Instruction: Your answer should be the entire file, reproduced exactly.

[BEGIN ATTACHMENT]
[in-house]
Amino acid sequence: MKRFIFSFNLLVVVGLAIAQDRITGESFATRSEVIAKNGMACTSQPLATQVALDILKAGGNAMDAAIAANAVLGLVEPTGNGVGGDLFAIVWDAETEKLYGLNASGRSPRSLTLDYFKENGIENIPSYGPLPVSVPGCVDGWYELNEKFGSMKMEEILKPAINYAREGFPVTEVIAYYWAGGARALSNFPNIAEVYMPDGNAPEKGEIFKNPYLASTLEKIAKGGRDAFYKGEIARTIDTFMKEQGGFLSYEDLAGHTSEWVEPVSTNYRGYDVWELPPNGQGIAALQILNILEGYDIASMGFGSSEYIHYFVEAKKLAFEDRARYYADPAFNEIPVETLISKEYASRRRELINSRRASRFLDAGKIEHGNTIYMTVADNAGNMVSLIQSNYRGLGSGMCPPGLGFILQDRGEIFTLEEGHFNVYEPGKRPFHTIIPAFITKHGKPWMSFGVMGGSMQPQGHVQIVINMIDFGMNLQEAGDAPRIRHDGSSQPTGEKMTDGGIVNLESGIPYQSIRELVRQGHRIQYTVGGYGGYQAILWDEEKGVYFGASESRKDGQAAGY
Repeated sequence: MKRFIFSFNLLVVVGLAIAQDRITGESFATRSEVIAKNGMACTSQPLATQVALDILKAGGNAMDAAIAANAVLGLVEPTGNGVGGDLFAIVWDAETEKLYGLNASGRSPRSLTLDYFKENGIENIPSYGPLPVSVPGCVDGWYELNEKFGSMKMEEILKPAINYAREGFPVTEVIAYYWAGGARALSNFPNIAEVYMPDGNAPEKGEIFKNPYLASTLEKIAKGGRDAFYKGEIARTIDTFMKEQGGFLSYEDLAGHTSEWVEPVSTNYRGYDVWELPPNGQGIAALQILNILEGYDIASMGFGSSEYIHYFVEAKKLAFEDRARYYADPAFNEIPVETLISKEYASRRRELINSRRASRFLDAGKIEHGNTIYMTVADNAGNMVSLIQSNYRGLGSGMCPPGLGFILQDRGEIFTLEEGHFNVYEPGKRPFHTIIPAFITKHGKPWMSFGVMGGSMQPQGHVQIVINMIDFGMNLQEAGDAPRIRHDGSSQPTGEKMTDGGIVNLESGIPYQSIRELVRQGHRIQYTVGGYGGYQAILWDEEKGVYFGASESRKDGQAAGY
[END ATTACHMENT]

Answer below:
[in-house]
Amino acid sequence: MKRFIFSFNLLVVVGLAIAQDRITGESFATRSEVIAKNGMACTSQPLATQVALDILKAGGNAMDAAIAANAVLGLVEPTGNGVGGDLFAIVWDAETEKLYGLNASGRSPRSLTLDYFKENGIENIPSYGPLPVSVPGCVDGWYELNEKFGSMKMEEILKPAINYAREGFPVTEVIAYYWAGGARALSNFPNIAEVYMPDGNAPEKGEIFKNPYLASTLEKIAKGGRDAFYKGEIARTIDTFMKEQGGFLSYEDLAGHTSEWVEPVSTNYRGYDVWELPPNGQGIAALQILNILEGYDIASMGFGSSEYIHYFVEAKKLAFEDRARYYADPAFNEIPVETLISKEYASRRRELINSRRASRFLDAGKIEHGNTIYMTVADNAGNMVSLIQSNYRGLGSGMCPPGLGFILQDRGEIFTLEEGHFNVYEPGKRPFHTIIPAFITKHGKPWMSFGVMGGSMQPQGHVQIVINMIDFGMNLQEAGDAPRIRHDGSSQPTGEKMTDGGIVNLESGIPYQSIRELVRQGHRIQYTVGGYGGYQAILWDEEKGVYFGASESRKDGQAAGY
Repeated sequence: MKRFIFSFNLLVVVGLAIAQDRITGESFATRSEVIAKNGMACTSQPLATQVALDILKAGGNAMDAAIAANAVLGLVEPTGNGVGGDLFAIVWDAETEKLYGLNASGRSPRSLTLDYFKENGIENIPSYGPLPVSVPGCVDGWYELNEKFGSMKMEEILKPAINYAREGFPVTEVIAYYWAGGARALSNFPNIAEVYMPDGNAPEKGEIFKNPYLASTLEKIAKGGRDAFYKGEIARTIDTFMKEQGGFLSYEDLAGHTSEWVEPVSTNYRGYDVWELPPNGQGIAALQILNILEGYDIASMGFGSSEYIHYFVEAKKLAFEDRARYYADPAFNEIPVETLISKEYASRRRELINSRRASRFLDAGKIEHGNTIYMTVADNAGNMVSLIQSNYRGLGSGMCPPGLGFILQDRGEIFTLEEGHFNVYEPGKRPFHTIIPAFITKHGKPWMSFGVMGGSMQPQGHVQIVINMIDFGMNLQEAGDAPRIRHDGSSQPTGEKMTDGGIVNLESGIPYQSIRELVRQGHRIQYTVGGYGGYQAILWDEEKGVYFGASESRKDGQAAGY